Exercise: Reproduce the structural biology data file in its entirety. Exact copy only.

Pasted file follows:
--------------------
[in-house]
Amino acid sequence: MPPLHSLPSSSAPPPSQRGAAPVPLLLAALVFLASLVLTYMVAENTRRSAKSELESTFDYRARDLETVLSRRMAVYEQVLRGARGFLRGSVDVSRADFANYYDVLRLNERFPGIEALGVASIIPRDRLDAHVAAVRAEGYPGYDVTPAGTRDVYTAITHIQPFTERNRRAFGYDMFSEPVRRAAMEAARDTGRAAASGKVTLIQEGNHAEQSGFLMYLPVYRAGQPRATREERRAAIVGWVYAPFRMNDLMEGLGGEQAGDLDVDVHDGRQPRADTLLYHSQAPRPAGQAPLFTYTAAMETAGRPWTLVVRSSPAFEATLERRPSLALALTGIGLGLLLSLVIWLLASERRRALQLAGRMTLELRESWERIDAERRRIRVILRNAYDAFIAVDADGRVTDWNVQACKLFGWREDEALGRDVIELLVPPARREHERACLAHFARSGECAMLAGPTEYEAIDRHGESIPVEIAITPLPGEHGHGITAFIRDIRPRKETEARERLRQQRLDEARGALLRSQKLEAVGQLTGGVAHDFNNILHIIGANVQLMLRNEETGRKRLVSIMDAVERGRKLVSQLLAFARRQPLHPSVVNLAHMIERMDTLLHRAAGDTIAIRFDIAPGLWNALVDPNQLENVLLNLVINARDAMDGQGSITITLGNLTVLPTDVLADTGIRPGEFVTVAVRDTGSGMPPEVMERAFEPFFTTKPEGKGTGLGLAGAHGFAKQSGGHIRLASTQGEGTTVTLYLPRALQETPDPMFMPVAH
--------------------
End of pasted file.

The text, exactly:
[in-house]
Amino acid sequence: MPPLHSLPSSSAPPPSQRGAAPVPLLLAALVFLASLVLTYMVAENTRRSAKSELESTFDYRARDLETVLSRRMAVYEQVLRGARGFLRGSVDVSRADFANYYDVLRLNERFPGIEALGVASIIPRDRLDAHVAAVRAEGYPGYDVTPAGTRDVYTAITHIQPFTERNRRAFGYDMFSEPVRRAAMEAARDTGRAAASGKVTLIQEGNHAEQSGFLMYLPVYRAGQPRATREERRAAIVGWVYAPFRMNDLMEGLGGEQAGDLDVDVHDGRQPRADTLLYHSQAPRPAGQAPLFTYTAAMETAGRPWTLVVRSSPAFEATLERRPSLALALTGIGLGLLLSLVIWLLASERRRALQLAGRMTLELRESWERIDAERRRIRVILRNAYDAFIAVDADGRVTDWNVQACKLFGWREDEALGRDVIELLVPPARREHERACLAHFARSGECAMLAGPTEYEAIDRHGESIPVEIAITPLPGEHGHGITAFIRDIRPRKETEARERLRQQRLDEARGALLRSQKLEAVGQLTGGVAHDFNNILHIIGANVQLMLRNEETGRKRLVSIMDAVERGRKLVSQLLAFARRQPLHPSVVNLAHMIERMDTLLHRAAGDTIAIRFDIAPGLWNALVDPNQLENVLLNLVINARDAMDGQGSITITLGNLTVLPTDVLADTGIRPGEFVTVAVRDTGSGMPPEVMERAFEPFFTTKPEGKGTGLGLAGAHGFAKQSGGHIRLASTQGEGTTVTLYLPRALQETPDPMFMPVAH